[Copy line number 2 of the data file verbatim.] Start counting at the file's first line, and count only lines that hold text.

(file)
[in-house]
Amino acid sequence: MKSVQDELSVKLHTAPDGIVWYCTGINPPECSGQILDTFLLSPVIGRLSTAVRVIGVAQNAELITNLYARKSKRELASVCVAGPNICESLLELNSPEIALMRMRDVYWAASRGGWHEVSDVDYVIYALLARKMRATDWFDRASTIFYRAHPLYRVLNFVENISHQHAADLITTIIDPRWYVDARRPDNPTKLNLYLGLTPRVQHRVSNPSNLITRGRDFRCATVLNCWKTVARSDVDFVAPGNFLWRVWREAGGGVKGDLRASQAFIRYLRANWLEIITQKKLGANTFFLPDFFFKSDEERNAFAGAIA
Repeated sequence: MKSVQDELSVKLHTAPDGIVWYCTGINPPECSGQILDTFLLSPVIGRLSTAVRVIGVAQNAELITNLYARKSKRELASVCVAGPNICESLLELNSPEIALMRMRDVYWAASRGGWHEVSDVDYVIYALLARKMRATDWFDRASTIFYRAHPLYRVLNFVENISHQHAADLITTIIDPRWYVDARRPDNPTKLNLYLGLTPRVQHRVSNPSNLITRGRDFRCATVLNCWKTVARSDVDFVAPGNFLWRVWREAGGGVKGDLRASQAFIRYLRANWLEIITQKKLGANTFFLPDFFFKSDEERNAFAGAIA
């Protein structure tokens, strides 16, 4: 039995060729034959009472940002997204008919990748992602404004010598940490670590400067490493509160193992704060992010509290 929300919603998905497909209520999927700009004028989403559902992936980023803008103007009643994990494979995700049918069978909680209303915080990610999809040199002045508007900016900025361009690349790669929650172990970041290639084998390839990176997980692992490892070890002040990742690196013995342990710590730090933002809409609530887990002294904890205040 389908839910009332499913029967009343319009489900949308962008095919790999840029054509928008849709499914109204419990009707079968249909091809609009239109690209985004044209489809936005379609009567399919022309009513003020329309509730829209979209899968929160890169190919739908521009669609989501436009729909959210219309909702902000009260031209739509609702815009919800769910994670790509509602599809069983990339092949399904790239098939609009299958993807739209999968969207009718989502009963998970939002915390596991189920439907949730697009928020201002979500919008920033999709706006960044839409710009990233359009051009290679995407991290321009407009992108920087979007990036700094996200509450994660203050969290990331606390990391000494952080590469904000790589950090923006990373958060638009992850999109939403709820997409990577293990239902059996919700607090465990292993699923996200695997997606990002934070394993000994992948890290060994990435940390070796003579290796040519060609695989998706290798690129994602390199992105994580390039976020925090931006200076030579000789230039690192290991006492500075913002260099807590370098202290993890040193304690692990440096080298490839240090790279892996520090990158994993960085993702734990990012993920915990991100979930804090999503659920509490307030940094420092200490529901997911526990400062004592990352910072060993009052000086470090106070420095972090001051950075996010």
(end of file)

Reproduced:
Amino acid sequence: MKSVQDELSVKLHTAPDGIVWYCTGINPPECSGQILDTFLLSPVIGRLSTAVRVIGVAQNAELITNLYARKSKRELASVCVAGPNICESLLELNSPEIALMRMRDVYWAASRGGWHEVSDVDYVIYALLARKMRATDWFDRASTIFYRAHPLYRVLNFVENISHQHAADLITTIIDPRWYVDARRPDNPTKLNLYLGLTPRVQHRVSNPSNLITRGRDFRCATVLNCWKTVARSDVDFVAPGNFLWRVWREAGGGVKGDLRASQAFIRYLRANWLEIITQKKLGANTFFLPDFFFKSDEERNAFAGAIA